By Chris Kenning
(Reuters) - Citing rising opioid fatalities, Minnesota Governor Mark Dayton on Wednesday announced a renewed legislative proposal to tax prescription opioid pills to help fund treatment.
Minnesota is one of at least 13 states to have considered an opioid tax in recent years to help pay for the fallout from the United States' opioid epidemic, although none have passed, according to the National Conference of State Legislatures.
Dayton's proposal would levy a one-cent tax on drugmakers for each milligram of active ingredient in a prescription pain pill, generating an estimated $20 million a year for prevention, policing, emergency response and treatment.
Dayton last fall blamed "special corporate interests" for blocking a similar proposal in 2017.
"We must take decisive action in this legislative session to reduce abuses and to ensure that all Minnesotans suffering from these addictions receive the treatment and support they need," Dayton said in a statement.
The efforts come as a growing number of states and counties are suing opioid manufacturers to recoup costs of a worsening epidemic. In December, the U.S. Centers for Disease Control reported that the U.S. rate of drug overdose deaths in 2016 grew 21 percent from the prior year.
Minnesota had 395 opioid overdose deaths in 2016, an 18 percent increase over the previous year.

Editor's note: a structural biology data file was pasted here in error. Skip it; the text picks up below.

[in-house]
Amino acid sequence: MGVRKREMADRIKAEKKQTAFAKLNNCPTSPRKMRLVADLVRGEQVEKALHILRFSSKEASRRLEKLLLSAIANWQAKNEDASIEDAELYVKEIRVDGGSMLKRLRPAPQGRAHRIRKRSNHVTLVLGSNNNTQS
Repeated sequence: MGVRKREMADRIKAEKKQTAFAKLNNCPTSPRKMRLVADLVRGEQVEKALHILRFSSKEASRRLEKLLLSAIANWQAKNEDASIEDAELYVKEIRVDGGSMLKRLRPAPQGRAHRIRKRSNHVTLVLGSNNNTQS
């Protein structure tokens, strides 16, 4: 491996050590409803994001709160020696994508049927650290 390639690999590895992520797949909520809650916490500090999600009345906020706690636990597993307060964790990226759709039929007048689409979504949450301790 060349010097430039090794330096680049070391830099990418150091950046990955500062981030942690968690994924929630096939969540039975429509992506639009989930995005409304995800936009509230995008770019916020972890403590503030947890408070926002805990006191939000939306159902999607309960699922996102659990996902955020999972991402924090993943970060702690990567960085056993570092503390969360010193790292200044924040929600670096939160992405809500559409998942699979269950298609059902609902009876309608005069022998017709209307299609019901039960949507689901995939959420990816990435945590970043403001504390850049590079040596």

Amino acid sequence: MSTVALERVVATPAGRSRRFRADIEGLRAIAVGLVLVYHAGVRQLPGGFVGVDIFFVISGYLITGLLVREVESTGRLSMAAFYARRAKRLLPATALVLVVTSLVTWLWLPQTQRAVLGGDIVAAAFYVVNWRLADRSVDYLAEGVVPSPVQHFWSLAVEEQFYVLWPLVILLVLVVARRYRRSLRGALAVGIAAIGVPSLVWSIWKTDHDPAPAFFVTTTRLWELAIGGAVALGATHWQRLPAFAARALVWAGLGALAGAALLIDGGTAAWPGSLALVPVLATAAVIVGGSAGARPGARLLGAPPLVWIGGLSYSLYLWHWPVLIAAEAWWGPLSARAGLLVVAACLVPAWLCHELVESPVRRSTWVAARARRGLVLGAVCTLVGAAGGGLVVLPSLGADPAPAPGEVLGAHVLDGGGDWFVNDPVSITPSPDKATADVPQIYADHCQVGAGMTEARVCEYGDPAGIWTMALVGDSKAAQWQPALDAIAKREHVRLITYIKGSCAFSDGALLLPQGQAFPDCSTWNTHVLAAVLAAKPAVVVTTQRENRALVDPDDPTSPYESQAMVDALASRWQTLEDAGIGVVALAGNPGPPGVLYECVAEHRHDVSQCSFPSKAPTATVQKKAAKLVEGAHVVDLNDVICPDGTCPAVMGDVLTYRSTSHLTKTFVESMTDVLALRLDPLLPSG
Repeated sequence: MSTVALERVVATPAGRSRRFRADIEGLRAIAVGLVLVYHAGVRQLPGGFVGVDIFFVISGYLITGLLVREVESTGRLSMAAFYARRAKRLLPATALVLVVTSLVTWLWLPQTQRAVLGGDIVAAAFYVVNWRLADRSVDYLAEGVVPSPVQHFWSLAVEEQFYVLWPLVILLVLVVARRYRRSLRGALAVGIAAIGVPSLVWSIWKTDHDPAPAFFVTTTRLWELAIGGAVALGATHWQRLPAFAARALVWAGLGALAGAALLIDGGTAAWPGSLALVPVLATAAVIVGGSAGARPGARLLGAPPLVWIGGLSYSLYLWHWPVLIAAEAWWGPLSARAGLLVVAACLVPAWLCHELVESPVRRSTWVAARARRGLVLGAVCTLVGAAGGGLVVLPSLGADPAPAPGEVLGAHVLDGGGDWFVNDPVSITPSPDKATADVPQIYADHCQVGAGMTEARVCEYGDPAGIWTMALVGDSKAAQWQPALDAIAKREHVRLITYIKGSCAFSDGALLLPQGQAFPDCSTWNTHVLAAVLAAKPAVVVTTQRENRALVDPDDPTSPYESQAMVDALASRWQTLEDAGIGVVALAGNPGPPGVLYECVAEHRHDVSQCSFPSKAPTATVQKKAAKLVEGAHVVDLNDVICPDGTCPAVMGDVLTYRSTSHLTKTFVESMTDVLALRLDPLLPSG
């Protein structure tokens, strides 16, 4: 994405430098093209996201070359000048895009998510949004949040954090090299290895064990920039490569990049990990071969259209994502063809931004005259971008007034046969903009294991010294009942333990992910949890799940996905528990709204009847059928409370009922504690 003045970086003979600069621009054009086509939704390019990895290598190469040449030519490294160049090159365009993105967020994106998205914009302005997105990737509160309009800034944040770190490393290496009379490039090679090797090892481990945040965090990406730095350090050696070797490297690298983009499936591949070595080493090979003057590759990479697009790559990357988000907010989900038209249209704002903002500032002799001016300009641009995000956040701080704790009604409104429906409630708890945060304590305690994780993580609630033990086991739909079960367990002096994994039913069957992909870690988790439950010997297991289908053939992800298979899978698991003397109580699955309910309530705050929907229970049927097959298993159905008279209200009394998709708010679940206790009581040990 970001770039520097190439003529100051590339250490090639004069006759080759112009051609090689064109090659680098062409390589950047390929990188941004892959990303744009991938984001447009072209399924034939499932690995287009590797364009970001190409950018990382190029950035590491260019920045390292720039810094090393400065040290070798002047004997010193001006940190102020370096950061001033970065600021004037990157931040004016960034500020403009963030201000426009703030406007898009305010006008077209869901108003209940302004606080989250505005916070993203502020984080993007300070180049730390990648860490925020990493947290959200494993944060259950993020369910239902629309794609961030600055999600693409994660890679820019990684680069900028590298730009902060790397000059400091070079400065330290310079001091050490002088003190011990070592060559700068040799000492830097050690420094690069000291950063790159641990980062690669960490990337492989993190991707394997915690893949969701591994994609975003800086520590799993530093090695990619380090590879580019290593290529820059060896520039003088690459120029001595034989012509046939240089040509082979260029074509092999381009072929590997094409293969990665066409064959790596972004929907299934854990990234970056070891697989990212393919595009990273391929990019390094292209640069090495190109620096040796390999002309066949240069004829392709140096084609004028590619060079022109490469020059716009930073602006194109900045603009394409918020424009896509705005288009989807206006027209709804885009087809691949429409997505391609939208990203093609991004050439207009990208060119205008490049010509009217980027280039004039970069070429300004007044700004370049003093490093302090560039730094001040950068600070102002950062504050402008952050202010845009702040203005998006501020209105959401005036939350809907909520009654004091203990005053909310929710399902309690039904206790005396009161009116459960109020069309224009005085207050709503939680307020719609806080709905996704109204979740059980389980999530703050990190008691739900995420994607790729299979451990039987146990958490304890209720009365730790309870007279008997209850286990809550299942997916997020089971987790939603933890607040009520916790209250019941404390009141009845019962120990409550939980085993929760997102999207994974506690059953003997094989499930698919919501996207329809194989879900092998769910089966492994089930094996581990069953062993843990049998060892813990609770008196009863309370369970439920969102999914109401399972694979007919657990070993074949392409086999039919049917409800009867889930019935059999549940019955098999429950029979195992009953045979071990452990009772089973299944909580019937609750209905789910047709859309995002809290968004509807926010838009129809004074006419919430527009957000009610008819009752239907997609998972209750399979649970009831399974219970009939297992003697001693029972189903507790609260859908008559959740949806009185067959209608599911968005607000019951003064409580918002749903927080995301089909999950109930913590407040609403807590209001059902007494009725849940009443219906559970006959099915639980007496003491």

The Pharmaceutical Research and Manufacturers of America, a national trade association, said it was reviewing the proposal.
But it opposed a similar measure in California last year, according to Kaiser Health News, saying the industry was overtaxed and the U.S. Drug Enforcement Agency already regulated opioids.
Dayton's proposed measure, part of a larger effort to boost treatment, access to overdose medications and enforcement, will be debated in the legislative session starting Feb. 20.
“I don’t see any reason why the taxpayers should have to pay to fix this. I believe (pharmaceutical companies) owe reparations,” State Senator Chris Eaton said Wednesday during a news conference, the Minneapolis Star Tribune reported.
Andrew Kolodny, an opioid policy researcher at Brandeis University, said the tax is a good way to increase treatment that more states should seek to adopt, despite the opposition.
"I don't think we're going to see overdose deaths start to come down until we do a better job of expanding access to effective outpatient treatment," he said.
(Reporting by Chris Kenning; Editing by Susan Thomas)